Possibility of rain means big parking changes for ABC Kite Festival

Parking for this weekend’s ABC Kite Festival just got a little trickier.

The possibility of rain has prompted organizers and the Austin Parks and Recreation Department to eliminate general attendance on-site parking for Sunday’s event at Zilker Park.

Forecasts currently call for as much as 1 inch of rain.

Jay Janner photo / American-Statesman staff
Jay Janner photo / American-Statesman staff

Even with the possibility of storms and a lack of on-site parking, the festival is still expected to take place, organizers said. Attendees are encouraged to use alternate forms of transportation, such as bikes, buses or ride-hailing apps.

The closure doesn’t impact the ABC Kite Festival’s planned breakfast and fun run, the Austin Parks and Recreation Department said. People attending those events will still be able to park at Zilker Park.

For more details on the ABC Kite Festival, head over to Austin360.

How to prepare for this weekend’s cold front

Put away those short-sleeves and get ready to crank the thermostat up. There’s a cold front a-brewin’ for Austin, and it’s set to hit late Thursday night into Friday morning. Expect freezing temperatures. It’s not supposed to get warmer than 37 degrees on Friday, and the weekend isn’t looking much better: The highest predicted temperature is 48 degrees.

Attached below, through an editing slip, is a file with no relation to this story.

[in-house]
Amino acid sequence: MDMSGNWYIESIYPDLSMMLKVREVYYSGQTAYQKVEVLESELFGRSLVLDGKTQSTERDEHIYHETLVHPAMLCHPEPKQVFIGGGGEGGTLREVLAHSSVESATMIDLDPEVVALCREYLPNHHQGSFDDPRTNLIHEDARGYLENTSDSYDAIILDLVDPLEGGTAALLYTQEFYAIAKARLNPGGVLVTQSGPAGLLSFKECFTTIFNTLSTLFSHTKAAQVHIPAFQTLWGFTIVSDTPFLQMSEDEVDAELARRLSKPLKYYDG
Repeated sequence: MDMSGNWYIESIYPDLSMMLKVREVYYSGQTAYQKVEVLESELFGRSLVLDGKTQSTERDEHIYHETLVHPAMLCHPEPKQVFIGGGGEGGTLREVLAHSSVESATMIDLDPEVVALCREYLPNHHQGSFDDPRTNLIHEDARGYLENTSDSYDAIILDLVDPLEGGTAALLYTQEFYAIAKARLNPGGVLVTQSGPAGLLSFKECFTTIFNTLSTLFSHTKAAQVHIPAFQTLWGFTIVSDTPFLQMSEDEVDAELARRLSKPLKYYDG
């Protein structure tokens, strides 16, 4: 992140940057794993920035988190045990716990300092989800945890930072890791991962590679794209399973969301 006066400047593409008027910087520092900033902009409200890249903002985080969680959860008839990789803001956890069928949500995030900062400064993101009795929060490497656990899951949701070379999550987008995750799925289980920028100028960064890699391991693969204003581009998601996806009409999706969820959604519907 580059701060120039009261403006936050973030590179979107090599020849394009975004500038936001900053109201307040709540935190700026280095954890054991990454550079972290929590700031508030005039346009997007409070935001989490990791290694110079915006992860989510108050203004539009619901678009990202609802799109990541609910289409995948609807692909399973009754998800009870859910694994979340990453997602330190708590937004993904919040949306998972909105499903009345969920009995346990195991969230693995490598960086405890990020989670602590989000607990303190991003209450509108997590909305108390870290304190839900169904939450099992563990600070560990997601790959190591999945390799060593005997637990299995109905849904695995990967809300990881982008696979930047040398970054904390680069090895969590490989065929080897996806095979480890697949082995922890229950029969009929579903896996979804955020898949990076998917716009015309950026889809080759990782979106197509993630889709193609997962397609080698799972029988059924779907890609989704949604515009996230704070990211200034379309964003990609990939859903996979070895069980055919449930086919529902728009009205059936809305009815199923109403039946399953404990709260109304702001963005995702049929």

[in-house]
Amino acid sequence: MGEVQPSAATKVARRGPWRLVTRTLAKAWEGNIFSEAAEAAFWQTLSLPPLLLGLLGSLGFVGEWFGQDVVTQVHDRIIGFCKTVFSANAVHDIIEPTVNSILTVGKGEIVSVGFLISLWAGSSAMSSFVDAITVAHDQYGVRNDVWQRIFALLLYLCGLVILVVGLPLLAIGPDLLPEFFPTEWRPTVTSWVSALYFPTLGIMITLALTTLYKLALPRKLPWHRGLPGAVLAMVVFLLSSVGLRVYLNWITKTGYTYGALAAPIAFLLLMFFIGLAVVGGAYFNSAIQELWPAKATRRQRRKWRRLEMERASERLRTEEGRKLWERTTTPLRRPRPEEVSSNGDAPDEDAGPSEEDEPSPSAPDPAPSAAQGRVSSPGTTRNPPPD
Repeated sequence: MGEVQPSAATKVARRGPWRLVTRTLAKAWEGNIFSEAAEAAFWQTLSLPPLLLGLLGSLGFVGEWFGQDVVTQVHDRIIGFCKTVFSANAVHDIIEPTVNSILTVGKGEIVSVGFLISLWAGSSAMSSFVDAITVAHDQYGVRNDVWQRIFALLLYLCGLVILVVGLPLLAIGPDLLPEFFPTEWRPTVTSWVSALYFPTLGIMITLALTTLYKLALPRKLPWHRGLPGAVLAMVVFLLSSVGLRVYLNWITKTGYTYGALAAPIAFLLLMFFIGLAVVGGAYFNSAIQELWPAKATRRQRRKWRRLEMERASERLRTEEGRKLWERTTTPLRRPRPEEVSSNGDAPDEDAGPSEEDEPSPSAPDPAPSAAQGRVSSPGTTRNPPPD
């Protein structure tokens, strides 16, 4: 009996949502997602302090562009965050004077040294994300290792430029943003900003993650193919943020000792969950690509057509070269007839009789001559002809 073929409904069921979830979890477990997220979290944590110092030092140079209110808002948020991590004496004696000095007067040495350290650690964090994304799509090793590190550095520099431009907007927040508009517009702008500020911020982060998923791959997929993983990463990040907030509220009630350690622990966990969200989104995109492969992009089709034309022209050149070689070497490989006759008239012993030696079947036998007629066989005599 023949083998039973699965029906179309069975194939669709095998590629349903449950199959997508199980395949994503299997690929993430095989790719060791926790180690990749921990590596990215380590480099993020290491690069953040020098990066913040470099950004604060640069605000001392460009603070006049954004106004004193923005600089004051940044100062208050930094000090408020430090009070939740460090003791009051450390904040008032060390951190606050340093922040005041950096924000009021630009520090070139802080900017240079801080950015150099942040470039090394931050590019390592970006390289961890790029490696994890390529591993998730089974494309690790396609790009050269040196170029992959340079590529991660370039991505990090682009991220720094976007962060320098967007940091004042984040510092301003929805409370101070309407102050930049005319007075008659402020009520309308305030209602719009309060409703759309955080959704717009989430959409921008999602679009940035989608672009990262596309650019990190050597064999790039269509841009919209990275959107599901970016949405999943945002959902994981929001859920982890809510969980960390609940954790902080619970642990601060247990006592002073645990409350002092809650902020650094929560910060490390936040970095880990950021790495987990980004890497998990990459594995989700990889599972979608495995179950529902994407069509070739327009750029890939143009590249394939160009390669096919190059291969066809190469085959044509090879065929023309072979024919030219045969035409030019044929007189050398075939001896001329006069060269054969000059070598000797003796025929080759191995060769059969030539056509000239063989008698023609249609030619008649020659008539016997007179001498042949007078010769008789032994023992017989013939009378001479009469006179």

Diego Rodriguez covers up plants outside of Upper Crust Bakery on Thursday, Jan. 20, 2011. (Deborah Cannon/AMERICAN-STATESMAN)
Diego Rodriguez covers up plants outside of Upper Crust Bakery on Thursday, Jan. 20, 2011. (Deborah Cannon/AMERICAN-STATESMAN)

Whether you’re happy we’re getting some more winter weather or you’re sad to have to wear a jacket, that doesn’t change the fact that it’s going to be a cold weekend. You probably know to cover your outdoor plants. Here are some more safety tips from the American Red Cross to get ready for the cold, as well as some ideas on what to do if you don’t feel like leaving the house.

via GIPHY

  • Wear layers. Gloves and a hat will prevent you from losing body heat.
  • Bring your pets indoors. They may have fur, but if it’s too cold for you, it’s too cold for them.
  • Keep your thermostat temperature constant throughout the day and night in order to avoid bursting pipes, when it gets down to freezing temperatures.
  • Speaking of pipes, it helps to run trickling water to prevent your pipes from freezing. Open your kitchen and bathroom cabinet doors to allow warmer air to circulate around the plumbing. Keep the garage doors closed if there are water lines in the garage. If pipes do freeze, thaw them slowly with an electric hair dryer.
  • Never use the oven or the stove to heat your home.
  • If you use a space heater, make sure it’s on a level surface and it’s at least three feet away from anything flammable, and make sure to turn them off before you go to bed (in your bed that has lots of blankets, of course).